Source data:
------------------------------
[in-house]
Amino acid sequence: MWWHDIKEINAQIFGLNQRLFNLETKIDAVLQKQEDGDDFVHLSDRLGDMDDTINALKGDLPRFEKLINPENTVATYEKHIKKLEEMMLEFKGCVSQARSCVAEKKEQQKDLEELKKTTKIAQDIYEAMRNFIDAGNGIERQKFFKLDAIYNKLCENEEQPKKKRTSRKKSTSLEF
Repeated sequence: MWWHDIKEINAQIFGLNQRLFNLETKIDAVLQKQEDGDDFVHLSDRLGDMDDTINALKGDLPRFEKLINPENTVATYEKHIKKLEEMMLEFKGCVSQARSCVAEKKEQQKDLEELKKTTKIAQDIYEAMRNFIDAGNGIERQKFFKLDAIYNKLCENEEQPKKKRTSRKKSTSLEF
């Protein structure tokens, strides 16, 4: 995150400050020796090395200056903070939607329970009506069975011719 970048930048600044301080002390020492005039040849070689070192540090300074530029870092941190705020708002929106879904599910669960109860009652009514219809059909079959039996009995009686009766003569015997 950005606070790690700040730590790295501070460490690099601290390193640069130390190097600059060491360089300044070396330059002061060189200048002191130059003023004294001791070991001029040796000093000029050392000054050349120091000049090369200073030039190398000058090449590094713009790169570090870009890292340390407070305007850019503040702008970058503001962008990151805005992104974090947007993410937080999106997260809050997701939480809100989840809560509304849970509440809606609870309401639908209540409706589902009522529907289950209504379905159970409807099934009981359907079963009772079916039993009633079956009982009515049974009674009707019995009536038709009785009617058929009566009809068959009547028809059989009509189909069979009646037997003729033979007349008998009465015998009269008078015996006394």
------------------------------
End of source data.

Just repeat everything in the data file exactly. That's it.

[in-house]
Amino acid sequence: MWWHDIKEINAQIFGLNQRLFNLETKIDAVLQKQEDGDDFVHLSDRLGDMDDTINALKGDLPRFEKLINPENTVATYEKHIKKLEEMMLEFKGCVSQARSCVAEKKEQQKDLEELKKTTKIAQDIYEAMRNFIDAGNGIERQKFFKLDAIYNKLCENEEQPKKKRTSRKKSTSLEF
Repeated sequence: MWWHDIKEINAQIFGLNQRLFNLETKIDAVLQKQEDGDDFVHLSDRLGDMDDTINALKGDLPRFEKLINPENTVATYEKHIKKLEEMMLEFKGCVSQARSCVAEKKEQQKDLEELKKTTKIAQDIYEAMRNFIDAGNGIERQKFFKLDAIYNKLCENEEQPKKKRTSRKKSTSLEF
């Protein structure tokens, strides 16, 4: 995150400050020796090395200056903070939607329970009506069975011719 970048930048600044301080002390020492005039040849070689070192540090300074530029870092941190705020708002929106879904599910669960109860009652009514219809059909079959039996009995009686009766003569015997 950005606070790690700040730590790295501070460490690099601290390193640069130390190097600059060491360089300044070396330059002061060189200048002191130059003023004294001791070991001029040796000093000029050392000054050349120091000049090369200073030039190398000058090449590094713009790169570090870009890292340390407070305007850019503040702008970058503001962008990151805005992104974090947007993410937080999106997260809050997701939480809100989840809560509304849970509440809606609870309401639908209540409706589902009522529907289950209504379905159970409807099934009981359907079963009772079916039993009633079956009982009515049974009674009707019995009536038709009785009617058929009566009809068959009547028809059989009509189909069979009646037997003729033979007349008998009465015998009269008078015996006394």